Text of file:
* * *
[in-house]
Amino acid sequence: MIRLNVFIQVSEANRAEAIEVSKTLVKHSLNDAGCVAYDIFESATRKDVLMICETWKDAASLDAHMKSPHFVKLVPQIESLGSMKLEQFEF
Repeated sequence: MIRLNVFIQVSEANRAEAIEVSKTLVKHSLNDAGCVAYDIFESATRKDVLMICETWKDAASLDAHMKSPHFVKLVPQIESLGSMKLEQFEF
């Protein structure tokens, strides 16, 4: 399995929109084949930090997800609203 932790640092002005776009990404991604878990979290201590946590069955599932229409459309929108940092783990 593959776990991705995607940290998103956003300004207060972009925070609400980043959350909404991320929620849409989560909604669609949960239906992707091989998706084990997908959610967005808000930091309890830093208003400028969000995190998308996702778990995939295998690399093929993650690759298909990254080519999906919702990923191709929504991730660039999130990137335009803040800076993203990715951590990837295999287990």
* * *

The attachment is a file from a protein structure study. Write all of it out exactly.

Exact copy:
[in-house]
Amino acid sequence: MIRLNVFIQVSEANRAEAIEVSKTLVKHSLNDAGCVAYDIFESATRKDVLMICETWKDAASLDAHMKSPHFVKLVPQIESLGSMKLEQFEF
Repeated sequence: MIRLNVFIQVSEANRAEAIEVSKTLVKHSLNDAGCVAYDIFESATRKDVLMICETWKDAASLDAHMKSPHFVKLVPQIESLGSMKLEQFEF
């Protein structure tokens, strides 16, 4: 399995929109084949930090997800609203 932790640092002005776009990404991604878990979290201590946590069955599932229409459309929108940092783990 593959776990991705995607940290998103956003300004207060972009925070609400980043959350909404991320929620849409989560909604669609949960239906992707091989998706084990997908959610967005808000930091309890830093208003400028969000995190998308996702778990995939295998690399093929993650690759298909990254080519999906919702990923191709929504991730660039999130990137335009803040800076993203990715951590990837295999287990």